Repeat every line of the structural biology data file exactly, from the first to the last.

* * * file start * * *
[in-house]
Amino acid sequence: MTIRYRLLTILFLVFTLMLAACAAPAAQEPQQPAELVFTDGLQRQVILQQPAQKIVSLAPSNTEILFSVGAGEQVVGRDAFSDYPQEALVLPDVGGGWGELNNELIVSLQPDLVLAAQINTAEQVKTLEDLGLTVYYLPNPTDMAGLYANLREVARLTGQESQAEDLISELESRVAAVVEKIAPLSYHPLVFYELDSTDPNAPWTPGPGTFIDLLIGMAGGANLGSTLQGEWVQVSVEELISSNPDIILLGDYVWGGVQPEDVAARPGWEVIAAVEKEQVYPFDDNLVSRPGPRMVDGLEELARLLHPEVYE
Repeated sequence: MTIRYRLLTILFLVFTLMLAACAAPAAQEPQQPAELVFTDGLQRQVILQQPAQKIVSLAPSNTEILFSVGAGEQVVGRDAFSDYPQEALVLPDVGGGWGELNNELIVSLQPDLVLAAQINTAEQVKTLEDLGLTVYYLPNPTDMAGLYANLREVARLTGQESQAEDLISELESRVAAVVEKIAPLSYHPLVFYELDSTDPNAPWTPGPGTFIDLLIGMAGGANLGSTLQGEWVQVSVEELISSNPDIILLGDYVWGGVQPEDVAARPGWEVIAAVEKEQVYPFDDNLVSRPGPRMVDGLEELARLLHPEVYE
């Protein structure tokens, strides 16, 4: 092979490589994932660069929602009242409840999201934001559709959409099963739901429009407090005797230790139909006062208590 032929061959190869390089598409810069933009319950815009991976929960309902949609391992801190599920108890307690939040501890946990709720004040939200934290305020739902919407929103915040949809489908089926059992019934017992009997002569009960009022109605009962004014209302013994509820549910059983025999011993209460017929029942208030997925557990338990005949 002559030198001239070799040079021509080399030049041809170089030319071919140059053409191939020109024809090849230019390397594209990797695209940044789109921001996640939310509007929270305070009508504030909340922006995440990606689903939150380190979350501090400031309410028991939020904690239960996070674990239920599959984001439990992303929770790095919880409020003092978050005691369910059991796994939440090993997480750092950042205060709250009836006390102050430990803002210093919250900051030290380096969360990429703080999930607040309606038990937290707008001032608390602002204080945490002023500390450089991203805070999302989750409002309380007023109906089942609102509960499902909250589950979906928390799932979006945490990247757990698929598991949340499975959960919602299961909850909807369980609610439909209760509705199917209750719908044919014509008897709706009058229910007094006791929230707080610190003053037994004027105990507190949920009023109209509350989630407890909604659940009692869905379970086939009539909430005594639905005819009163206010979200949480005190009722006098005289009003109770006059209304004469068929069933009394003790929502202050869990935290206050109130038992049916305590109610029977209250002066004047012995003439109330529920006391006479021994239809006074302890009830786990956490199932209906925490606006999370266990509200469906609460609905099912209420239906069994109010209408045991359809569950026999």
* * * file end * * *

[in-house]
Amino acid sequence: MTIRYRLLTILFLVFTLMLAACAAPAAQEPQQPAELVFTDGLQRQVILQQPAQKIVSLAPSNTEILFSVGAGEQVVGRDAFSDYPQEALVLPDVGGGWGELNNELIVSLQPDLVLAAQINTAEQVKTLEDLGLTVYYLPNPTDMAGLYANLREVARLTGQESQAEDLISELESRVAAVVEKIAPLSYHPLVFYELDSTDPNAPWTPGPGTFIDLLIGMAGGANLGSTLQGEWVQVSVEELISSNPDIILLGDYVWGGVQPEDVAARPGWEVIAAVEKEQVYPFDDNLVSRPGPRMVDGLEELARLLHPEVYE
Repeated sequence: MTIRYRLLTILFLVFTLMLAACAAPAAQEPQQPAELVFTDGLQRQVILQQPAQKIVSLAPSNTEILFSVGAGEQVVGRDAFSDYPQEALVLPDVGGGWGELNNELIVSLQPDLVLAAQINTAEQVKTLEDLGLTVYYLPNPTDMAGLYANLREVARLTGQESQAEDLISELESRVAAVVEKIAPLSYHPLVFYELDSTDPNAPWTPGPGTFIDLLIGMAGGANLGSTLQGEWVQVSVEELISSNPDIILLGDYVWGGVQPEDVAARPGWEVIAAVEKEQVYPFDDNLVSRPGPRMVDGLEELARLLHPEVYE
């Protein structure tokens, strides 16, 4: 092979490589994932660069929602009242409840999201934001559709959409099963739901429009407090005797230790139909006062208590 032929061959190869390089598409810069933009319950815009991976929960309902949609391992801190599920108890307690939040501890946990709720004040939200934290305020739902919407929103915040949809489908089926059992019934017992009997002569009960009022109605009962004014209302013994509820549910059983025999011993209460017929029942208030997925557990338990005949 002559030198001239070799040079021509080399030049041809170089030319071919140059053409191939020109024809090849230019390397594209990797695209940044789109921001996640939310509007929270305070009508504030909340922006995440990606689903939150380190979350501090400031309410028991939020904690239960996070674990239920599959984001439990992303929770790095919880409020003092978050005691369910059991796994939440090993997480750092950042205060709250009836006390102050430990803002210093919250900051030290380096969360990429703080999930607040309606038990937290707008001032608390602002204080945490002023500390450089991203805070999302989750409002309380007023109906089942609102509960499902909250589950979906928390799932979006945490990247757990698929598991949340499975959960919602299961909850909807369980609610439909209760509705199917209750719908044919014509008897709706009058229910007094006791929230707080610190003053037994004027105990507190949920009023109209509350989630407890909604659940009692869905379970086939009539909430005594639905005819009163206010979200949480005190009722006098005289009003109770006059209304004469068929069933009394003790929502202050869990935290206050109130038992049916305590109610029977209250002066004047012995003439109330529920006391006479021994239809006074302890009830786990956490199932209906925490606006999370266990509200469906609460609905099912209420239906069994109010209408045991359809569950026999």